New answers tagged desktop-application
Look this tutorial for validation rules: http://wpftutorial.net/DataValidation.html The error message is inside the tooltip, but you can put the error message in a storyboard and animate it. Like showing up only, if an error occured. This is how inline validation is used at websites. Don't ask me how I did it. It's some years ago, but feasible. I think ...
WPF has a great Validation framework. I find it to be intuitive with many options. And it conserves screen space. It uses borders and optional tool tips. Programming is not that easy but it is nice for programmers as it enforces rules at the data layer. The business / data layers does not have to care how enforcement of those rules bubble to the UI ...
The main problem seems to be the amount of buttons not the kind of their appearance. The goal is, that your user finds the right button fast. A visual hint would help, but if the icons ar not self-explanatory, the users would have to learn their meaning which only helps if they use this form often. Anyway, each time the user has to scan all buttons to find ...
There is no rhyme or reason as to the layout here. Consider grouping your buttons into logical groupings, perhaps emphasizing some over others based on priority of use.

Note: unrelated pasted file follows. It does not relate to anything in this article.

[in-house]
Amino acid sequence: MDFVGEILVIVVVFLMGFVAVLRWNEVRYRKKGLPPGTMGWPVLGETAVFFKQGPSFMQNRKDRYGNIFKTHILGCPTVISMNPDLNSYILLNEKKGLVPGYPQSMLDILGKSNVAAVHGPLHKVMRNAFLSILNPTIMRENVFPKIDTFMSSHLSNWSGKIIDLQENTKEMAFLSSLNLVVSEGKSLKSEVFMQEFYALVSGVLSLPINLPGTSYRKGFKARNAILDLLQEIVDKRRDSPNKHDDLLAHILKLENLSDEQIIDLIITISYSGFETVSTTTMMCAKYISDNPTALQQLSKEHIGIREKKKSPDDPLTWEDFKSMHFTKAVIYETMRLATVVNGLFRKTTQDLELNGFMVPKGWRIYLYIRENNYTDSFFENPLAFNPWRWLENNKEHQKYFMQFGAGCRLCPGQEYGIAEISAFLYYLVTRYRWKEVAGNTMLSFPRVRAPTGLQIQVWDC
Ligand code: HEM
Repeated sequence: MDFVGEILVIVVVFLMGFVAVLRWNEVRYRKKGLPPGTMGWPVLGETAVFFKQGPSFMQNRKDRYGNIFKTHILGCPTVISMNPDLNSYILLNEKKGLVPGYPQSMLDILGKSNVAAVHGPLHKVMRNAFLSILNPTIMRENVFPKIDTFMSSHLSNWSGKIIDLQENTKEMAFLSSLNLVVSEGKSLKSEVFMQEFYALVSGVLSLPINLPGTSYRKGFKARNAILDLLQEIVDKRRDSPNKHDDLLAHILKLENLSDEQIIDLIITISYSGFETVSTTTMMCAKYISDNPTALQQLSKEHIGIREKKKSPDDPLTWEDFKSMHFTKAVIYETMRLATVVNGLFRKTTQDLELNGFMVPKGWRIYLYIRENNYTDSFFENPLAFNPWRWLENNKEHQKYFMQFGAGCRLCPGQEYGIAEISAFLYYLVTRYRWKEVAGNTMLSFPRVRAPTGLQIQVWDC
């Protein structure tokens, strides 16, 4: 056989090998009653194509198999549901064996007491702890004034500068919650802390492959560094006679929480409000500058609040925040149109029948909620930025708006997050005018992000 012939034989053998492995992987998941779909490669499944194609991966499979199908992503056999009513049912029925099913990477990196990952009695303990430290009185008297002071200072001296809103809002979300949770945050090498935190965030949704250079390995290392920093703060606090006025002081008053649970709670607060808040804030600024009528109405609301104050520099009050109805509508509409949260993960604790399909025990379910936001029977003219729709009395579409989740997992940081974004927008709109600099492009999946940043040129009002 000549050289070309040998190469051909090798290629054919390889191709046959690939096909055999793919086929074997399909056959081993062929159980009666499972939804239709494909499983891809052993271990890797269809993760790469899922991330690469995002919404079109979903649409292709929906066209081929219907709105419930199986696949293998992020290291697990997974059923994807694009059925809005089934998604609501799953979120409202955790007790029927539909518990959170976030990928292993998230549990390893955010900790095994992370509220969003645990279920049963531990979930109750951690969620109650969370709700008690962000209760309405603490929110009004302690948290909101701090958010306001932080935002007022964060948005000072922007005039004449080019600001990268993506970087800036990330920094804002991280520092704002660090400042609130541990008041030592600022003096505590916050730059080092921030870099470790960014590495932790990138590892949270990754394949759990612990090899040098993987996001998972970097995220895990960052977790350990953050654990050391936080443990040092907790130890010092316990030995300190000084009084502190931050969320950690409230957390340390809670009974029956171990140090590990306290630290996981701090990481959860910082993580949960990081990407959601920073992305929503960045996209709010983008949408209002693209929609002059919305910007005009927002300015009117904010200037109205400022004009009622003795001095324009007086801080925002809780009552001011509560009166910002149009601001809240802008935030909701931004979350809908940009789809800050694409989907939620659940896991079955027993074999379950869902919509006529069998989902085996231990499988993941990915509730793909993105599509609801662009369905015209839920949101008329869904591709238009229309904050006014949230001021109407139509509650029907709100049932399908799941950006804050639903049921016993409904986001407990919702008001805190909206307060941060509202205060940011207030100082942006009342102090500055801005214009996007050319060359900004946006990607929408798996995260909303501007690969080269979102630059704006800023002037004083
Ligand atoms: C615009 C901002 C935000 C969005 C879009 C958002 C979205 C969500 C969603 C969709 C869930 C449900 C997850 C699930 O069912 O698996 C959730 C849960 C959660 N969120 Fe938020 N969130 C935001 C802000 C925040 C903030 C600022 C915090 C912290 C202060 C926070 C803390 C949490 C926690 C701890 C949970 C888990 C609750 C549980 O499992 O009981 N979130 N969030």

It might be best to try an alternative layout for the buttons rather than icons as knowing what an icon means outside of the staple well known ones, for things like Play, Pause, Save, Delete etc. is not always easy. It might be more worthwhile spending time on a good translator and using something like i18n for internationalisation.
If all the buttons are required to be shown show them as a drop down menu with actions(like the hamburger icon and the drop down using it) and if not change the buttons contextually(which is easy with the basic JS)
With a slight adjustment, Grubermensch solution covers cases where you want something to kick in even if 0, for example for discounts. Start with [ 0 ] instead of [ 1 ] and I think all cases are covered.
Step back and consider the problem The goal of this interface appears to be to create a series of contiguous ranges (1-50, 51-99, 100-Inf), and then assign a unit price over each range. The key concept here is contiguous. You are currently allowing the user to input both the beginning and end of the range on each line. This is an example of ...
Totally agree with RogerAttrill's answer, but I would suggest you to give to the user a more intuitive option. I think the best option is what MS Word do when you select a text, a visual-friendly contextual menu (notice that the menu fades out when you take your mouse away from it): I would add something like this (of course you can put other options on ...
You don't need to provide only one solution! Escape should do it - to complete the line at the last point added. So should double click - to add a point and finish the line And yes, right click can mean other things, which is why right click should bring up a menu to resolve any ambiguity as to what the click actually means: eg. Finish Add point and ...
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